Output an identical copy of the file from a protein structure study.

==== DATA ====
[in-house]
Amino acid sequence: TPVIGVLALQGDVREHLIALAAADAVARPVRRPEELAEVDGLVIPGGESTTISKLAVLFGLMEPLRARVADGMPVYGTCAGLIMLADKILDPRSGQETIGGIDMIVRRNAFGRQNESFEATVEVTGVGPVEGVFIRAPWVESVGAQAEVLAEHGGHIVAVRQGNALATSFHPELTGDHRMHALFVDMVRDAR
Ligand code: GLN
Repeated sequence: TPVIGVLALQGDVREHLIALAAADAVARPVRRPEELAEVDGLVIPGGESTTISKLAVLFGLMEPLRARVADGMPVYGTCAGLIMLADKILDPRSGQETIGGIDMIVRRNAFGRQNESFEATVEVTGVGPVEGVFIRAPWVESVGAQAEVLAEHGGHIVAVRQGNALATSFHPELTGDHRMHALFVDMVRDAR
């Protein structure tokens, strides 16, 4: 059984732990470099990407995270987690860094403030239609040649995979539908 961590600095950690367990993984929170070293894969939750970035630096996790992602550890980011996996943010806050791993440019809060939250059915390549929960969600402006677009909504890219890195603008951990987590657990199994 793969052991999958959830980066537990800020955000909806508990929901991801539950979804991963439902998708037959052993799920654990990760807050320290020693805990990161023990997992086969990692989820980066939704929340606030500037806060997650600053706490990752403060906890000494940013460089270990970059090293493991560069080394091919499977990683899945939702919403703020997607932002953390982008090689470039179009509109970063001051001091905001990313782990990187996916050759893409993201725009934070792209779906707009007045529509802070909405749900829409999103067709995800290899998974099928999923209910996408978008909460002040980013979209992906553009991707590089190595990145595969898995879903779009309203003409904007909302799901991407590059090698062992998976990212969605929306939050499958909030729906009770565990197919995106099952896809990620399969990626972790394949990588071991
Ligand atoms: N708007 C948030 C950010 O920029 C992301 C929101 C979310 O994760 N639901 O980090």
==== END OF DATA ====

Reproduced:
[in-house]
Amino acid sequence: TPVIGVLALQGDVREHLIALAAADAVARPVRRPEELAEVDGLVIPGGESTTISKLAVLFGLMEPLRARVADGMPVYGTCAGLIMLADKILDPRSGQETIGGIDMIVRRNAFGRQNESFEATVEVTGVGPVEGVFIRAPWVESVGAQAEVLAEHGGHIVAVRQGNALATSFHPELTGDHRMHALFVDMVRDAR
Ligand code: GLN
Repeated sequence: TPVIGVLALQGDVREHLIALAAADAVARPVRRPEELAEVDGLVIPGGESTTISKLAVLFGLMEPLRARVADGMPVYGTCAGLIMLADKILDPRSGQETIGGIDMIVRRNAFGRQNESFEATVEVTGVGPVEGVFIRAPWVESVGAQAEVLAEHGGHIVAVRQGNALATSFHPELTGDHRMHALFVDMVRDAR
């Protein structure tokens, strides 16, 4: 059984732990470099990407995270987690860094403030239609040649995979539908 961590600095950690367990993984929170070293894969939750970035630096996790992602550890980011996996943010806050791993440019809060939250059915390549929960969600402006677009909504890219890195603008951990987590657990199994 793969052991999958959830980066537990800020955000909806508990929901991801539950979804991963439902998708037959052993799920654990990760807050320290020693805990990161023990997992086969990692989820980066939704929340606030500037806060997650600053706490990752403060906890000494940013460089270990970059090293493991560069080394091919499977990683899945939702919403703020997607932002953390982008090689470039179009509109970063001051001091905001990313782990990187996916050759893409993201725009934070792209779906707009007045529509802070909405749900829409999103067709995800290899998974099928999923209910996408978008909460002040980013979209992906553009991707590089190595990145595969898995879903779009309203003409904007909302799901991407590059090698062992998976990212969605929306939050499958909030729906009770565990197919995106099952896809990620399969990626972790394949990588071991
Ligand atoms: N708007 C948030 C950010 O920029 C992301 C929101 C979310 O994760 N639901 O980090």